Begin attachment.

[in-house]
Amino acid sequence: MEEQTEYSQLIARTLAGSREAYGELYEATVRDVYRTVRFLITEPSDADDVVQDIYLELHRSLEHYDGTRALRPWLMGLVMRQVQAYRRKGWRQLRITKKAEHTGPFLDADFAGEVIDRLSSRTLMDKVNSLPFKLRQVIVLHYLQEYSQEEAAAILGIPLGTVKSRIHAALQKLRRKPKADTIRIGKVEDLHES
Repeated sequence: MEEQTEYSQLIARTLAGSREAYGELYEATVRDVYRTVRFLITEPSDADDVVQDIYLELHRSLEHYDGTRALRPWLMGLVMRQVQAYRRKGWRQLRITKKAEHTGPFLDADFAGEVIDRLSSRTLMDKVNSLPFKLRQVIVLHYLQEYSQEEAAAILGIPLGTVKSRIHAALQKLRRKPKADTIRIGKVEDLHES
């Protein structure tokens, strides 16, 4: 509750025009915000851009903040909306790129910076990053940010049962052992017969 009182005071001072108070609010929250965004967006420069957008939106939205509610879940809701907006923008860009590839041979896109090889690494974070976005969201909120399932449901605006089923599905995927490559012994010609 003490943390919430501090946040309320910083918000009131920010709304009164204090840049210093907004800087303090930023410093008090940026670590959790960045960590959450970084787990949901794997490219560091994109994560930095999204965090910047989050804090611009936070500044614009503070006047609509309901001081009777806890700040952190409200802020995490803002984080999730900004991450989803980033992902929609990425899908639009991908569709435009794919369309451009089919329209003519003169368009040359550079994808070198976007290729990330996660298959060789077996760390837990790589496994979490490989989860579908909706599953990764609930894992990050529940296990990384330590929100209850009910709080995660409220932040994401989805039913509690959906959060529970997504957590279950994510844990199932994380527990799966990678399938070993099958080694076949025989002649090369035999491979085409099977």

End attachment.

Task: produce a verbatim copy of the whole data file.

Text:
[in-house]
Amino acid sequence: MEEQTEYSQLIARTLAGSREAYGELYEATVRDVYRTVRFLITEPSDADDVVQDIYLELHRSLEHYDGTRALRPWLMGLVMRQVQAYRRKGWRQLRITKKAEHTGPFLDADFAGEVIDRLSSRTLMDKVNSLPFKLRQVIVLHYLQEYSQEEAAAILGIPLGTVKSRIHAALQKLRRKPKADTIRIGKVEDLHES
Repeated sequence: MEEQTEYSQLIARTLAGSREAYGELYEATVRDVYRTVRFLITEPSDADDVVQDIYLELHRSLEHYDGTRALRPWLMGLVMRQVQAYRRKGWRQLRITKKAEHTGPFLDADFAGEVIDRLSSRTLMDKVNSLPFKLRQVIVLHYLQEYSQEEAAAILGIPLGTVKSRIHAALQKLRRKPKADTIRIGKVEDLHES
């Protein structure tokens, strides 16, 4: 509750025009915000851009903040909306790129910076990053940010049962052992017969 009182005071001072108070609010929250965004967006420069957008939106939205509610879940809701907006923008860009590839041979896109090889690494974070976005969201909120399932449901605006089923599905995927490559012994010609 003490943390919430501090946040309320910083918000009131920010709304009164204090840049210093907004800087303090930023410093008090940026670590959790960045960590959450970084787990949901794997490219560091994109994560930095999204965090910047989050804090611009936070500044614009503070006047609509309901001081009777806890700040952190409200802020995490803002984080999730900004991450989803980033992902929609990425899908639009991908569709435009794919369309451009089919329209003519003169368009040359550079994808070198976007290729990330996660298959060789077996760390837990790589496994979490490989989860579908909706599953990764609930894992990050529940296990990384330590929100209850009910709080995660409220932040994401989805039913509690959906959060529970997504957590279950994510844990199932994380527990799966990678399938070993099958080694076949025989002649090369035999491979085409099977």